Despite great strides in global health, maternal and child mortality rates in poor regions of the world remain alarmingly high. Many of these deaths are preventable with simple, innovative medical technologies and devices.
$3 million gift supports Maternal, Newborn, and Child Health Technology Initiative
INNOVATION AT WORK: The gift to the MNCH
Technology Initiative will support the
development and testing of innovative
devices like a neonatal resuscitator, shown
here being evaluated by a team -
including Olson, far right - in Aceh, Indonesia.
DESPITE GREAT STRIDES IN GLOBAL HEALTH, maternal and child mortality rates in poor regions of the world remain alarmingly high. Many of these deaths are preventable with simple, innovative medical technologies and devices.
A $3 million gift from the Bacca Foundation to support the newly established MGH Maternal, Newborn, and Child Health (MNCH) Technology Initiative will enable the development and testing of such life-saving devices. The Bacca Foundation is founded and funded by Brett Berry and his wife, Winston. Brett Berry is vice chairman of the board of directors of Fresh Markets, a chain of specialty grocery stores started by his father in 1982.
The MNCH Technology Initiative, part of the MGH Center for Global Health, is led by a multidisciplinary team of MGH experts: David Bangsberg, MD, MPH, director of the Center for Global Health; Jessica Haberer, MD, MS, of the Infectious Disease Unit; Pat Hibberd, MD, PhD, chief of the Division of Global Health for MassGeneral Hospital for Children; Blair Wylie, MD, MPH, of the Vincent Department of Obstetrics & Gynecology; and Kristian Olson, MD, MPH, DTM&H, of the departments of Medicine and Pediatrics and Center for the Integration of Medicine and Innovative Technology (CIMIT) Global Health Initiative. The MNCH Technology Initiative will, in part, build upon the success of the CIMIT Global Health Initiative, which has received international acclaim under Olson’s direction for creating and promoting life-saving technologies, including a neonatal incubator made from car parts and a hand-held neonatal resuscitator made from a plastic tube with a small mask fitted to one end.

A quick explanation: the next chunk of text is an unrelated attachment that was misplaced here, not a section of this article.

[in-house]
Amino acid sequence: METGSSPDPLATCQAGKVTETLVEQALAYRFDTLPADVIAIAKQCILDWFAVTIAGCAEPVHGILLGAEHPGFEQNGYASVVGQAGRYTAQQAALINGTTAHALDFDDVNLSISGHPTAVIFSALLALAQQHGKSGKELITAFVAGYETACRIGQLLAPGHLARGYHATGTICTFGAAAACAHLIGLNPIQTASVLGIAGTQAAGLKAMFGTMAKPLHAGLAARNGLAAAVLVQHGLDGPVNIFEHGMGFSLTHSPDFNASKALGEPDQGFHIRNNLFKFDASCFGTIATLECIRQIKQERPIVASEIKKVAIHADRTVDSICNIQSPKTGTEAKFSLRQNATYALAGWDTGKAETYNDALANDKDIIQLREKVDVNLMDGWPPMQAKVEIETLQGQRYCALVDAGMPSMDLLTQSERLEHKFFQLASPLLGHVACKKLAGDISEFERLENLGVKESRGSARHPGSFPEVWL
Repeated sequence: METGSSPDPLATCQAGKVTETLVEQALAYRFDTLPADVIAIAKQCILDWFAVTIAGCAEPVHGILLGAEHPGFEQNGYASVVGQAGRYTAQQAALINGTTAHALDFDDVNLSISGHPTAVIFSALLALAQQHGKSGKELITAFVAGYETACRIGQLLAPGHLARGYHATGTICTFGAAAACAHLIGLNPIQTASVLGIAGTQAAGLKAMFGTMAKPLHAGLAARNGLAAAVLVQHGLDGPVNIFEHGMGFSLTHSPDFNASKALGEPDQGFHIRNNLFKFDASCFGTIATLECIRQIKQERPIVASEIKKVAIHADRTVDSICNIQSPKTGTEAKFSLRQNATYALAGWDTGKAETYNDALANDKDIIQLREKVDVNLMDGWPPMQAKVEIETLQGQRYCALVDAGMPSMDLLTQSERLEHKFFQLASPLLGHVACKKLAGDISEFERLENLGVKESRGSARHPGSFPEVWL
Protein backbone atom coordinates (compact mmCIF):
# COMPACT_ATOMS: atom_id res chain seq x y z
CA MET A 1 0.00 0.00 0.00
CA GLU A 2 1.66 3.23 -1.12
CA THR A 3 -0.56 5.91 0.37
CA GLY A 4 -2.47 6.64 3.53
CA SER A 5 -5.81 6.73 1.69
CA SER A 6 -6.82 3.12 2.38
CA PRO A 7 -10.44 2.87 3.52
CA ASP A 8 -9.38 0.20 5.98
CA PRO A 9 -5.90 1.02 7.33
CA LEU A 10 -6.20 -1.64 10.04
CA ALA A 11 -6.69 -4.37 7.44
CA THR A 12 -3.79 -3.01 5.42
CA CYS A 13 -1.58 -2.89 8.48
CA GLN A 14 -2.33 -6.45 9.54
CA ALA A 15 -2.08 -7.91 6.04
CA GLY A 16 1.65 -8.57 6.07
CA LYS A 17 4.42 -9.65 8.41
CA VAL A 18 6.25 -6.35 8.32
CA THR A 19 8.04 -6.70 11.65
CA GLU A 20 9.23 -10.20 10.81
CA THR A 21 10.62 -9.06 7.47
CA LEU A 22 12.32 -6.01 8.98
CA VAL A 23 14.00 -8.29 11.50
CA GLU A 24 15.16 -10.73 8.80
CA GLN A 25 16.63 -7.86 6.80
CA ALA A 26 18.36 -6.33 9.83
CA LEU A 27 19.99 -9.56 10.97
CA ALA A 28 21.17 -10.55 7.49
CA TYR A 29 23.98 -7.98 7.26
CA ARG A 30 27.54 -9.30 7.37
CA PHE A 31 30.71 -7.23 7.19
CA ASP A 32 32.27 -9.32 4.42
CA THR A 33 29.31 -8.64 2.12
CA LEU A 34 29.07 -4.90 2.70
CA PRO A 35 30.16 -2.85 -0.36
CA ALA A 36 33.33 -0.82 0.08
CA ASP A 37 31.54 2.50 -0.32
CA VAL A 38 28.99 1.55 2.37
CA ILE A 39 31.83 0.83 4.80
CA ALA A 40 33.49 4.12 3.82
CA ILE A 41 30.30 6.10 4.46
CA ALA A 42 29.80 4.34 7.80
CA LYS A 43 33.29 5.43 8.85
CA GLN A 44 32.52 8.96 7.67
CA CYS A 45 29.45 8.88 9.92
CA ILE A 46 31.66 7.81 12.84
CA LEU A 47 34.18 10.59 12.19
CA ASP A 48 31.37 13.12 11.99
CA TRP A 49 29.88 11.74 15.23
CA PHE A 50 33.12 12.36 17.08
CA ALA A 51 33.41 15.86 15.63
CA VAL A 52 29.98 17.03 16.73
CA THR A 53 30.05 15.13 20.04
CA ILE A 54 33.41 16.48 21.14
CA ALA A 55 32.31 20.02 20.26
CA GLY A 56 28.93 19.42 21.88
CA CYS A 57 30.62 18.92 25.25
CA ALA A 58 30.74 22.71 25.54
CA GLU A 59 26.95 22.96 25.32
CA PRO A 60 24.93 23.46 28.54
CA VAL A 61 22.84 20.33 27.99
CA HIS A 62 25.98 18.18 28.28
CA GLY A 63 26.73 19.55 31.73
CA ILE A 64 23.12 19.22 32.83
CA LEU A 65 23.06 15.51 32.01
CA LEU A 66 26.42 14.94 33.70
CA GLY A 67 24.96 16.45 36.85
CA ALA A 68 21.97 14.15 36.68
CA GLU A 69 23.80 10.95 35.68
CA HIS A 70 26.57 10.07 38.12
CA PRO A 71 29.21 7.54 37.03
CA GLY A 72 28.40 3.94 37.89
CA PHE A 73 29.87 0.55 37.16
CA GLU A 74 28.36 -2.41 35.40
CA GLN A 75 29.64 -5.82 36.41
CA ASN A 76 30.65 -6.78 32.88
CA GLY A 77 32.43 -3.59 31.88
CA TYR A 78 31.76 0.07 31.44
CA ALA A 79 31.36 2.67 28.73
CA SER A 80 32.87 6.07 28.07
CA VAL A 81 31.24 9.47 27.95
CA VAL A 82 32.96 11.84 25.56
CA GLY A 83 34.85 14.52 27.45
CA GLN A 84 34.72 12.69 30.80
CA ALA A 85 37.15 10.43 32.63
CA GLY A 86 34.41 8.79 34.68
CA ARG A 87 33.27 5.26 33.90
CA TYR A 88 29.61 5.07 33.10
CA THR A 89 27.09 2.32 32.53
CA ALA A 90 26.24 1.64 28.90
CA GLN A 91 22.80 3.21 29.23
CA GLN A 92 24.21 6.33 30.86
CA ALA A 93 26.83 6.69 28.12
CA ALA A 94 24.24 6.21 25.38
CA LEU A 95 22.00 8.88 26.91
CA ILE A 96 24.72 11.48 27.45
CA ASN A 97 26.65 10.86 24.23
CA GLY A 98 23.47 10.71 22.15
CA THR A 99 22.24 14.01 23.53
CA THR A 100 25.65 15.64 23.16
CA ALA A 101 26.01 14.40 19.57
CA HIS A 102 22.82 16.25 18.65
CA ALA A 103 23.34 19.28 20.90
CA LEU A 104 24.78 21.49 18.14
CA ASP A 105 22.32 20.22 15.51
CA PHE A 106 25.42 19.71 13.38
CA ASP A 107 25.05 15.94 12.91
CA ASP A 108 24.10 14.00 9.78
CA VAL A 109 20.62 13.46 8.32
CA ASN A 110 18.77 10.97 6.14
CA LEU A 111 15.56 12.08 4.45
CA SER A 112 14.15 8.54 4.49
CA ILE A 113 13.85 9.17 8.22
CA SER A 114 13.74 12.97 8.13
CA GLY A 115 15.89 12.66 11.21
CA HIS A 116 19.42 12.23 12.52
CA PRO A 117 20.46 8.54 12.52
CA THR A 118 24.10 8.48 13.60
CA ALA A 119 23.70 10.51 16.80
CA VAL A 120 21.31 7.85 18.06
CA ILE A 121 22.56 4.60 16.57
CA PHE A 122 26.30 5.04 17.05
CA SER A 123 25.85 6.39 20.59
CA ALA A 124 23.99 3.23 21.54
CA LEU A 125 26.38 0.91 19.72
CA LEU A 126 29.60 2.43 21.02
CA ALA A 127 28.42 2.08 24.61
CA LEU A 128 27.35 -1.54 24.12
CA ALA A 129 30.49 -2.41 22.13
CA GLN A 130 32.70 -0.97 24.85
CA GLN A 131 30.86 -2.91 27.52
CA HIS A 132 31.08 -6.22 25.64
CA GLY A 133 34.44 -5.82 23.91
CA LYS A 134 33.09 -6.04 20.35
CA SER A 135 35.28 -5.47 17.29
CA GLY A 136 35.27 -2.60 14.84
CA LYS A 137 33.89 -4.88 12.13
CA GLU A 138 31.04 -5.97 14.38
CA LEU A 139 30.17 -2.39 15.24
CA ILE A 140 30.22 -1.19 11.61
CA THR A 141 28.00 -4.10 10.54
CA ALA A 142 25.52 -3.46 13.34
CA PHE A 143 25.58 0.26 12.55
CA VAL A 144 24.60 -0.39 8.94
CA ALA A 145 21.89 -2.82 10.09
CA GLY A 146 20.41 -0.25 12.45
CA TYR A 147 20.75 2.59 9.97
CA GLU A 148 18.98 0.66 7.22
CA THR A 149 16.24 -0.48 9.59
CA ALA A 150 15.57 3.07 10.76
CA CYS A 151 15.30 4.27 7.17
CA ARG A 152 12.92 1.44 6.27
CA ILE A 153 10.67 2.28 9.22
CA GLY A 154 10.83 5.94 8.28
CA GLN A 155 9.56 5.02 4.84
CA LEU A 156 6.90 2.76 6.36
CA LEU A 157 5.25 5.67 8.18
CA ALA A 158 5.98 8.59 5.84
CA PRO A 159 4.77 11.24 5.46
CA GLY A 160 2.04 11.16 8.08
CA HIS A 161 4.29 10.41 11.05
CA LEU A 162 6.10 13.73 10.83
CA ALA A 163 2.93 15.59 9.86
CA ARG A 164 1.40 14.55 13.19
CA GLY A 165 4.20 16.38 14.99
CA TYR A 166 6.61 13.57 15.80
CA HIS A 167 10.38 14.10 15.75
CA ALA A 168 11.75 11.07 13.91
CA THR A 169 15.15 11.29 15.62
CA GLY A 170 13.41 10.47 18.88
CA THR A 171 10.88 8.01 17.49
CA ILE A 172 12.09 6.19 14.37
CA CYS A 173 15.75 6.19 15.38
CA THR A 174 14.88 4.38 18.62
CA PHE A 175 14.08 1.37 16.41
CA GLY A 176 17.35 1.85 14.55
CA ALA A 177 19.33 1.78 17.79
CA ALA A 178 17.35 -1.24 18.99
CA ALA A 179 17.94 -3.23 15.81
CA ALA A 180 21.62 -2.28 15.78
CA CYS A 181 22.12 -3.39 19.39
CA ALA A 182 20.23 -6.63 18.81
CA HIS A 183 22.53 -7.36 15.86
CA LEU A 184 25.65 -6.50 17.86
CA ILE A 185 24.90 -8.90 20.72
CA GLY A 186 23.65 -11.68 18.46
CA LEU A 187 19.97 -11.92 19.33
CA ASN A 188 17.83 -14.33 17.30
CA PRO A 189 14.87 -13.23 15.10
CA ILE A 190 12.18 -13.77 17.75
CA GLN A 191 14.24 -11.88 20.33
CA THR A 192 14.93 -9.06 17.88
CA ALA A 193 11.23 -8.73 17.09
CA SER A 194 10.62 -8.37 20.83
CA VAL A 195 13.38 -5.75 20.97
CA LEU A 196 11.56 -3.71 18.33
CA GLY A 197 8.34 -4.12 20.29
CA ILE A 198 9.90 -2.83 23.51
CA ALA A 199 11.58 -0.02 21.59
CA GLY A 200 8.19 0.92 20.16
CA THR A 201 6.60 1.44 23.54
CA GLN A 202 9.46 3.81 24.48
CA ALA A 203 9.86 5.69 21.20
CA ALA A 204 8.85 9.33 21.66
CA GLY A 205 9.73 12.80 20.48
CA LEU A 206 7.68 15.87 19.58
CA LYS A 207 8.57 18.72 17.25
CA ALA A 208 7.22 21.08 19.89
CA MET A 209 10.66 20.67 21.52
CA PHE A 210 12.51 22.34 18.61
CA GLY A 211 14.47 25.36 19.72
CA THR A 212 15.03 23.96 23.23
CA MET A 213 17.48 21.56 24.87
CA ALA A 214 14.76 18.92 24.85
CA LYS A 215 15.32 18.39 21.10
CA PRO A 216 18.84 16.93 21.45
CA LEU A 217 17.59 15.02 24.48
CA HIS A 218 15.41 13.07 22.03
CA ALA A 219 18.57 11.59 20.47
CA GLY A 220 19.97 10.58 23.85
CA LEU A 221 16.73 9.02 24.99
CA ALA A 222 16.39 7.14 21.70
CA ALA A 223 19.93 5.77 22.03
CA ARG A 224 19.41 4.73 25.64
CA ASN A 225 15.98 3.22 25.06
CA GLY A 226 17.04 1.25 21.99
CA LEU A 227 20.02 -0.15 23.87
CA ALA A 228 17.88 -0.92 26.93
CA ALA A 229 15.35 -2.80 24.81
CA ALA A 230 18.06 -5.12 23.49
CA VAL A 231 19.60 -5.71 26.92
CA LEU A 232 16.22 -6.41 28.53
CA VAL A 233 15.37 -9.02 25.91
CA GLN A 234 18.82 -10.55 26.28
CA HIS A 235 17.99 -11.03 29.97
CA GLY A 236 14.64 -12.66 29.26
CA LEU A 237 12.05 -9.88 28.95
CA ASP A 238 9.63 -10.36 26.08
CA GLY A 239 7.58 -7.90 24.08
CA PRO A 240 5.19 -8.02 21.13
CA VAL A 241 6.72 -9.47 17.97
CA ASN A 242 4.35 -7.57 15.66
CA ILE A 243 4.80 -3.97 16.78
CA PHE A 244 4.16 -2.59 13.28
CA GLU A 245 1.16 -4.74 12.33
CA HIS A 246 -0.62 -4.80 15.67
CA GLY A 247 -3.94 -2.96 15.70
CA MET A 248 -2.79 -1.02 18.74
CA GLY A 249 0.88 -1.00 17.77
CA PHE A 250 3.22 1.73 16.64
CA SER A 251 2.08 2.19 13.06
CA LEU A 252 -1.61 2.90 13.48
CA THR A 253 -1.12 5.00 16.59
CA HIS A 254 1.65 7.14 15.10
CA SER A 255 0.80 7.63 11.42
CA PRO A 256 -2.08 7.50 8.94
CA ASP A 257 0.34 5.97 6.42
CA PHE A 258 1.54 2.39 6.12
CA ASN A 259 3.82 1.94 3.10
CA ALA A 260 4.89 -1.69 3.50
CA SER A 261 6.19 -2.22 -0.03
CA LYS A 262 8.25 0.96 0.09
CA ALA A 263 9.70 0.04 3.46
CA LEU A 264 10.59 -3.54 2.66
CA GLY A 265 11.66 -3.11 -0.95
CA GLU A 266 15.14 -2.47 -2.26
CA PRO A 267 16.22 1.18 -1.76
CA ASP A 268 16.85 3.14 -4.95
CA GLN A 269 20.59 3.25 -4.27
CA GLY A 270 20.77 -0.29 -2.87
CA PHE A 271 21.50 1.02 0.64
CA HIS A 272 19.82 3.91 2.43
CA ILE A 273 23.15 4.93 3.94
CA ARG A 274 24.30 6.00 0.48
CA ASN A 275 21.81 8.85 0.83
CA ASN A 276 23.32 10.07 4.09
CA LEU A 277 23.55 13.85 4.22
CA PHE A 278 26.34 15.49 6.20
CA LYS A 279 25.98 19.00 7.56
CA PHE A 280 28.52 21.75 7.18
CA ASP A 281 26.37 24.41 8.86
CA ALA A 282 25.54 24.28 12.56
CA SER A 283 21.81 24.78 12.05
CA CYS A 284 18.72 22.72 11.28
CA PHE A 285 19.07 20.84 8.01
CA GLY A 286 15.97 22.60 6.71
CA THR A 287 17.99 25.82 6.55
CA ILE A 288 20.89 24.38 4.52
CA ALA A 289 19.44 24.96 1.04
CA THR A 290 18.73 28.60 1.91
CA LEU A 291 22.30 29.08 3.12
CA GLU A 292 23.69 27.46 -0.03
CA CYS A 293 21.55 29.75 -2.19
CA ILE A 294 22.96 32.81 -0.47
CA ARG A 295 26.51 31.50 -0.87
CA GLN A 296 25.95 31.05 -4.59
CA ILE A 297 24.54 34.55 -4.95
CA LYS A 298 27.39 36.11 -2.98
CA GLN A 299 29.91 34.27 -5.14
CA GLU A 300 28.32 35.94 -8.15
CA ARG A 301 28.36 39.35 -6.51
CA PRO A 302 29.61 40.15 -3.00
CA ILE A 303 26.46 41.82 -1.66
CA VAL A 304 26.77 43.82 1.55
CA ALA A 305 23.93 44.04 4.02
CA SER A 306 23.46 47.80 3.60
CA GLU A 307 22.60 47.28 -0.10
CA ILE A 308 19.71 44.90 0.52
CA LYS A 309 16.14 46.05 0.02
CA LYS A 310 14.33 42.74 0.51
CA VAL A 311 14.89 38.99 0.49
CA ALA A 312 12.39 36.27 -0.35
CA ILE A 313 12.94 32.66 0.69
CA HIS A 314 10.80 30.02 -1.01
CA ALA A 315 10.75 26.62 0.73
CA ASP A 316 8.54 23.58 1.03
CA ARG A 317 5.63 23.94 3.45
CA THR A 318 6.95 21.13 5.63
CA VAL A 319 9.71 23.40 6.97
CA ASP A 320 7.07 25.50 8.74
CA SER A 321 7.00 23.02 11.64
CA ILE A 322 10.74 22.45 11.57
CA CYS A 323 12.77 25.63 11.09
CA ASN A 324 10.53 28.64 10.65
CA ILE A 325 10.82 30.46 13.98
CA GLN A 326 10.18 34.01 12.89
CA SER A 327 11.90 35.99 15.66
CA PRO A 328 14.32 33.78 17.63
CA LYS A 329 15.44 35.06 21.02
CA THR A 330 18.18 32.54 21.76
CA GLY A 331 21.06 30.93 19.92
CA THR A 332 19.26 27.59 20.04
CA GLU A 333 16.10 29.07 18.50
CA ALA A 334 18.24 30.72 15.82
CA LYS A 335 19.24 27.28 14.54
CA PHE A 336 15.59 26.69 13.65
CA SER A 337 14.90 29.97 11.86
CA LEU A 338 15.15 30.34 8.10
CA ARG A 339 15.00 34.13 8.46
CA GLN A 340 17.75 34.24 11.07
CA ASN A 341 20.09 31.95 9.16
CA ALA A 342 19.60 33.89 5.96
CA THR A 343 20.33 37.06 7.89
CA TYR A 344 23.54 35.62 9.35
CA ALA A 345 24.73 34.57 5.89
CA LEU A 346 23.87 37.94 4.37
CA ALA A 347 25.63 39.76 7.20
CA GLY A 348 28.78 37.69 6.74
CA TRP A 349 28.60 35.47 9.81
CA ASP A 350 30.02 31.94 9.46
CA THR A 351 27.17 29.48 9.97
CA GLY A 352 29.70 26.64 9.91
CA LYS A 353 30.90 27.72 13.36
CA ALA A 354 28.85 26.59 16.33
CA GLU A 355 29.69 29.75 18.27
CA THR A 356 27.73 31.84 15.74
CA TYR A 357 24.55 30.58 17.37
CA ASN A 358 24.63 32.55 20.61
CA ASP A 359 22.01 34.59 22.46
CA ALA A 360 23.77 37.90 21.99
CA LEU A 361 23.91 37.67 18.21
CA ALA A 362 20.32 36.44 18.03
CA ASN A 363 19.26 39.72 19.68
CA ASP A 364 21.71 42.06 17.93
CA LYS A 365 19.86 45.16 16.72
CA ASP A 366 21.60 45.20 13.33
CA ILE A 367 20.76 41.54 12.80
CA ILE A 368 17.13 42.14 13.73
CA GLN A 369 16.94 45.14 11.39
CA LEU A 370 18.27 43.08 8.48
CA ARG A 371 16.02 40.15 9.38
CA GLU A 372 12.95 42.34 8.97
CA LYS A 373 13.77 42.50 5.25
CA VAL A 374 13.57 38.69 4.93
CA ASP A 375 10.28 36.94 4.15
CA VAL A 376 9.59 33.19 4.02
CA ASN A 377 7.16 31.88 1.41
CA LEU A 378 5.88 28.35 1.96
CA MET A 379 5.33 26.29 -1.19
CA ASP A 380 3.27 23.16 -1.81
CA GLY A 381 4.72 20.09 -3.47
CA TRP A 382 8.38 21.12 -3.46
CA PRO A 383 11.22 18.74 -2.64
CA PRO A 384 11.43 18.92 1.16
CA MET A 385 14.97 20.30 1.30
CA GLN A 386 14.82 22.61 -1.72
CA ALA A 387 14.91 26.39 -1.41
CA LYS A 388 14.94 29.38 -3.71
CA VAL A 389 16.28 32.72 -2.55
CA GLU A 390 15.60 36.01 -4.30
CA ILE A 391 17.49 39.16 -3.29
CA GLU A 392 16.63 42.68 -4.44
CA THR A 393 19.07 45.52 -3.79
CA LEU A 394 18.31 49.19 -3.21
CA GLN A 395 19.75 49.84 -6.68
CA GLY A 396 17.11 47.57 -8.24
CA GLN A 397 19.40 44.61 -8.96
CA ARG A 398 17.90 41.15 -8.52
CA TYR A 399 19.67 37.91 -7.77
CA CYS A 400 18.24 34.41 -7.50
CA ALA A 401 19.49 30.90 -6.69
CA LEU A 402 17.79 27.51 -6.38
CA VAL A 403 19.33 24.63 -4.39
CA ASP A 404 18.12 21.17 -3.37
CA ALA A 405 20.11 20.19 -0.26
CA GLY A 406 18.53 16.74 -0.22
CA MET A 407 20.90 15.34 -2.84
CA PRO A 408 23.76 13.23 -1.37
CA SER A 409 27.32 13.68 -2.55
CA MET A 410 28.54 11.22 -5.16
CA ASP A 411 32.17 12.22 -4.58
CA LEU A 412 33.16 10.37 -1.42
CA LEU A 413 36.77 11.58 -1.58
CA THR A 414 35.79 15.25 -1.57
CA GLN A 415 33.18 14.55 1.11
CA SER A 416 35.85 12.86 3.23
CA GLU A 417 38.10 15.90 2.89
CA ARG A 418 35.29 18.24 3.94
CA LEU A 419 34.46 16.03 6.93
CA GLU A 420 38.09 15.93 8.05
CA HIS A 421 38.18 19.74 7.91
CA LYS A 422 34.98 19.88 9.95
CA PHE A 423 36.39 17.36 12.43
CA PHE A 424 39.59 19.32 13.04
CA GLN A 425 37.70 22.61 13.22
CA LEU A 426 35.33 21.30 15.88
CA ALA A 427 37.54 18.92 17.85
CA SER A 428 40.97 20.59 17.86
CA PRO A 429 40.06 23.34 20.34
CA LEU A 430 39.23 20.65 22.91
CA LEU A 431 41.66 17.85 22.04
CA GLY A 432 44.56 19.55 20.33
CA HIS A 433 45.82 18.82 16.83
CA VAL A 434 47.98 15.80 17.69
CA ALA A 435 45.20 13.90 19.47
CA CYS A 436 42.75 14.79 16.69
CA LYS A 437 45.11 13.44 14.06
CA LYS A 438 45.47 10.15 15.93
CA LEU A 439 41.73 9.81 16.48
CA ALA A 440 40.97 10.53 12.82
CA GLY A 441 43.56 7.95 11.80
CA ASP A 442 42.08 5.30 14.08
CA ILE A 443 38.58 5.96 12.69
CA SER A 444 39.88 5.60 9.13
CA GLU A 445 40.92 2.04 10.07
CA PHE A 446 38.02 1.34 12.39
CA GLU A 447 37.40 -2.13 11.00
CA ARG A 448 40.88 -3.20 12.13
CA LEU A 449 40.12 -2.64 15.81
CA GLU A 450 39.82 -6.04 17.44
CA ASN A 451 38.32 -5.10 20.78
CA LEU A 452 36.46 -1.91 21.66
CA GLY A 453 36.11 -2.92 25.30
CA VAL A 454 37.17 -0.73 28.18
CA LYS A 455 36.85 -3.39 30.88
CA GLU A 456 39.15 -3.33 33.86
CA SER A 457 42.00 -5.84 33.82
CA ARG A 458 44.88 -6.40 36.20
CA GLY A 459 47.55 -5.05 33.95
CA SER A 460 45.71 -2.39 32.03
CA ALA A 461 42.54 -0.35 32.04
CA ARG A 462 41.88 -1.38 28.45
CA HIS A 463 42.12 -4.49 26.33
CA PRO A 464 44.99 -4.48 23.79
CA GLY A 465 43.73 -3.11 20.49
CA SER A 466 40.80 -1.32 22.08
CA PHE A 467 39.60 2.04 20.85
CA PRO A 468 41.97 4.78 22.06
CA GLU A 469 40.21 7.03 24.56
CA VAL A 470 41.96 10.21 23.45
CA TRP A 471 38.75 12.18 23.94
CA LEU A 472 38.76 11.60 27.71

“We are incredibly thankful for the generosity and vision of the Berry family and the Bacca Foundation,” says Bangsberg. “Their gift is supporting work that has the potential to save the lives of hundreds of thousands of mothers and children around the world.”
In the coming months, clinicians will begin trials of several novel medical devices in Uganda, India and Ethiopia in collaboration with scientists from the Massachusetts Institute of Technology – one of many international partners. These devices will better connect women and children in remote rural settings with life-saving interventions, offer decision support to identify who needs treatment first and provide new modes of treatment.
Read more articles from the 11/04/11 Hotline issue.
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